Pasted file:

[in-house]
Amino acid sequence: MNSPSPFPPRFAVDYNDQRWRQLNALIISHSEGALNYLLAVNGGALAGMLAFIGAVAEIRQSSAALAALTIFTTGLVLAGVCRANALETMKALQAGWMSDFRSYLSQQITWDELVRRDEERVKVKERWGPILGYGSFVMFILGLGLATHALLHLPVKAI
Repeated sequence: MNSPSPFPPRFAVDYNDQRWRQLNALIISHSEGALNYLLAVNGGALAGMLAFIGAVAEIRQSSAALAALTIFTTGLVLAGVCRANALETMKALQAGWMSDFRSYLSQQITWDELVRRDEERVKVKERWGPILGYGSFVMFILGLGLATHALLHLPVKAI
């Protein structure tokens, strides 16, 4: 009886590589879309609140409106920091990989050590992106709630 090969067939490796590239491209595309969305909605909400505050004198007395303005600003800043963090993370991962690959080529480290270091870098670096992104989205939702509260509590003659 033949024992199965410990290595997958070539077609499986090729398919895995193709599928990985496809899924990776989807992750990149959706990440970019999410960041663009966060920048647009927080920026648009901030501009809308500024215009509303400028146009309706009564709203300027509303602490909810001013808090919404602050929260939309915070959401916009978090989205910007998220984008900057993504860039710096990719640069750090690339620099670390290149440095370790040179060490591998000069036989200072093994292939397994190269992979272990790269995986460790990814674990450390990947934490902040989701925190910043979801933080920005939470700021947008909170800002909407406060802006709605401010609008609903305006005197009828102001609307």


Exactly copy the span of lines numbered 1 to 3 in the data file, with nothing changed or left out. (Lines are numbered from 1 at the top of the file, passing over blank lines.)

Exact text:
[in-house]
Amino acid sequence: MNSPSPFPPRFAVDYNDQRWRQLNALIISHSEGALNYLLAVNGGALAGMLAFIGAVAEIRQSSAALAALTIFTTGLVLAGVCRANALETMKALQAGWMSDFRSYLSQQITWDELVRRDEERVKVKERWGPILGYGSFVMFILGLGLATHALLHLPVKAI
Repeated sequence: MNSPSPFPPRFAVDYNDQRWRQLNALIISHSEGALNYLLAVNGGALAGMLAFIGAVAEIRQSSAALAALTIFTTGLVLAGVCRANALETMKALQAGWMSDFRSYLSQQITWDELVRRDEERVKVKERWGPILGYGSFVMFILGLGLATHALLHLPVKAI